Publication Date: July 1, 2014
In Queen Henry by Linda Fausnet, Henry Vaughn Jr. prides himself on a manly presentation of himself to his team-mates on the Baltimore Orioles. He won’t allow them to see him with his much-needed inhaler and when Henry hears that there may be a gay player on the team, this shocking news horrifies and disgusts him. An experimental drug for asthma that will save the inhaler and save Henry’s face leaves him with an attraction to men and, worse, one specific man. Will Henry risk all of come out or lose the relationship that is most important to him?
All proceeds from Queen Henry will be donated to the Harvey Milk Foundation.
On November 10, 1994, the final episode of the Real World San Francisco aired on MTV. Usually, the third season of a show isn’t its most momentous, but in the case of the Real World, viewers were introduced to Pedro Zamora, a 22-year-old activist and AIDS educator. Pedro knew when he agreed to film the show that he was dying and did indeed pass away the day after the finale aired. President Bill Clinton said of Zamora that “We all now know someone who died of AIDS.” Zamora’s widower, Sean Stasser, was appointed to the newly formed Presidential Advisory Council on HIV/AIDS. Sasser also continued in Zamora’s footsteps fighting for the rights of LGBT. Sasser died in 2013 of lung cancer. He long said that he wished he could have been at the hospital with the man to whom he’d committed himself (Zamora’s family barred him access) citing that perhaps he could have helped Zamora’s family in their grief.
Since 1994, the first for LGBT rights had advanced by leaps and bounds. In no small part to Zamora using the end of his life to make an impact on the American people. Any viewer of the program saw the struggle faced by Zamora and Stasser and our hearts broke for them. Showing our differences how alike we are, and the common struggles we face advance this (and any) cause immeasurably. Fausnet’s Henry Vaughn Jr. asks readers what if they felt one way and suddenly without will, choice and against all, they feel another. Why, Vaughn wonders, would this lifestyle and added challenge be something anyone chooses? It’s so much easier to do what people will accept.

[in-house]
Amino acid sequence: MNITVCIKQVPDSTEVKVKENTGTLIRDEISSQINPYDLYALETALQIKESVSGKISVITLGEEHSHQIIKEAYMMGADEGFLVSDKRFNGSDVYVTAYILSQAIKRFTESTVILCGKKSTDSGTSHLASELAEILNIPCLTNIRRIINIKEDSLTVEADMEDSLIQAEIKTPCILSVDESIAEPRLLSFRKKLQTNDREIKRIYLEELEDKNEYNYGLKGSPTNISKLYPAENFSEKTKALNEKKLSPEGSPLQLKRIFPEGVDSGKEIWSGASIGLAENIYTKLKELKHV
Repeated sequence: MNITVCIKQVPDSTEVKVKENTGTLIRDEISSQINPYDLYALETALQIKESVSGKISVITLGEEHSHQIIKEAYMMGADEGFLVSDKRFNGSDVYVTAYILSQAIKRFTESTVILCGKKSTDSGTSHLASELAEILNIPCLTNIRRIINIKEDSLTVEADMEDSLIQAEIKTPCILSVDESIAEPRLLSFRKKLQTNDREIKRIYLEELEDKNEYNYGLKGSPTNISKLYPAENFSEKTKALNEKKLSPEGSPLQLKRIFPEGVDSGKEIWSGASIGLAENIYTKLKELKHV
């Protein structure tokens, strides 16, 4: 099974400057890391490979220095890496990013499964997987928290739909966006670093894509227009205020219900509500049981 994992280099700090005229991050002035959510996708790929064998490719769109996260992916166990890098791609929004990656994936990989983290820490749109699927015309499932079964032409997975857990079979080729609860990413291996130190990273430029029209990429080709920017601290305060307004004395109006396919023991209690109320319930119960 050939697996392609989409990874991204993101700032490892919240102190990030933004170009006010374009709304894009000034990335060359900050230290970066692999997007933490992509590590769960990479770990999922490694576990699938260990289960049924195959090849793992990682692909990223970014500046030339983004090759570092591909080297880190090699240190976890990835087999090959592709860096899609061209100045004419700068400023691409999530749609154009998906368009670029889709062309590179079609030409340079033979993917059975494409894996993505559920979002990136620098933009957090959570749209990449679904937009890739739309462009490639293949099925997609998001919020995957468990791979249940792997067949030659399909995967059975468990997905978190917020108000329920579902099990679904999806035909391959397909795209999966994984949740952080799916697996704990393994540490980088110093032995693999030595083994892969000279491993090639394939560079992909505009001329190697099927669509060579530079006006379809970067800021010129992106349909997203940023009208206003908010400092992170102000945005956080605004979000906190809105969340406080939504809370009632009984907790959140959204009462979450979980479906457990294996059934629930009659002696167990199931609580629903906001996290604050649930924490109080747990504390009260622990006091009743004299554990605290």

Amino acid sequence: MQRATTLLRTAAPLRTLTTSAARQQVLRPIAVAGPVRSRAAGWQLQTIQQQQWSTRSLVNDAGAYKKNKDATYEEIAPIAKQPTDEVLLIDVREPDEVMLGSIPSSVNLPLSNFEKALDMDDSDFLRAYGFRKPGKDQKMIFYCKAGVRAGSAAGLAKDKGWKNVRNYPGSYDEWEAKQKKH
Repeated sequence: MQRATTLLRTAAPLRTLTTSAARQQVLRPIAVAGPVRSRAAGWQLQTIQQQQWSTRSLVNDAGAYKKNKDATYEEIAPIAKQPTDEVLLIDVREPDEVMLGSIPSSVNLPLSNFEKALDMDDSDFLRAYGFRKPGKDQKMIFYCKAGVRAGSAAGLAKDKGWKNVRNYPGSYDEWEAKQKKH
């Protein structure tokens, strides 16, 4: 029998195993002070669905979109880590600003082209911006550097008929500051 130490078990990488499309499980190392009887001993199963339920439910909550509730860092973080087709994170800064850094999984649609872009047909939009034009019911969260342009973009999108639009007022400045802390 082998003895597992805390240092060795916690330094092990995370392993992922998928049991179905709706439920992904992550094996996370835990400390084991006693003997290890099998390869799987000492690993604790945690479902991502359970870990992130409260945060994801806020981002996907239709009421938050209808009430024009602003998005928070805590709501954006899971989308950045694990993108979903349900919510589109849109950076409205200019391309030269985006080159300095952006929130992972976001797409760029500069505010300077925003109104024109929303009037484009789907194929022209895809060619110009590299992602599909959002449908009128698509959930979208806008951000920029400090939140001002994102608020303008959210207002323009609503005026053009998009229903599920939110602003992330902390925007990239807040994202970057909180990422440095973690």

On the surface, Queen Henry is light and funny. Vaughn is an asshole at the start of the novel but he’s a self-aware asshole. Somewhere in his heart, he knows that he must tiptoe around the topic of the gay player on the team. He knows it’s silly to hide his inhaler, but he can’t bring himself to leave himself open to any criticism from team-mates. Henry is terrified when he starts experiencing an attraction to men. He’s horrified, he’s angry and he tries all he can to deny who he has become. Given a choice, Henry would be having sex with every woman he passes on the street. More terrifying for Henry, it becomes clear that it’s only a matter of time before he’s found out unless he ends his relationship with his out and proud and very male paramour. Would he lose his job if they knew? Framed in this very light tale, Fausnet shines a light on concerns that people who live lifestyles other than what is normally accepted face every day.
Accepting Henry isn’t easy for the gay men with whom he’s forced to interact. Sam, a research assistant working on the experimental medication, frankly doesn’t believe him. Is Henry attempting in a horribly twisted way to make fun of gay men? In an attempt to find the truth, Sam brings in Thomas, an activist known for helping people. The attraction between Thomas and Henry has a very authentic feel. Fausnet doesn’t throw the two implausibly together in a contrived scheme. Her characterization at the start of the novel runs the gamut of stock stereotypes but as we read it becomes clear that Henry isn’t really looking at people with any sort of depth so we can’t see them with any depth until he starts to change.
Told in Vaughn’s voice, the reader gets the full impact of his emotional struggle. There are no easy choices for this young athlete. If only all of us were forced to live the differences we don’t understand, the world would be a better place. In Henry’s extreme circumstances, he gains an empathy if not bravery from which we could all benefit.
While Fausnet’s Queen Henry is in no way the perfect novel, it accomplishes the goal beautifully. We are all the same and it’s fear that keeps us from celebrating all of our fellow humans. Faced with a Pedro Zamora or even a fictional Henry Vaughn Jr., putting a face on our differences is essential is advancing the cause. The world opens to Henry in a way he never wanted and simply could not have been prepared to accept.
Queen Henry is a wonderfully written, light and entertaining read that shines an important light on the issue of LBGT rights and the challenges they face.
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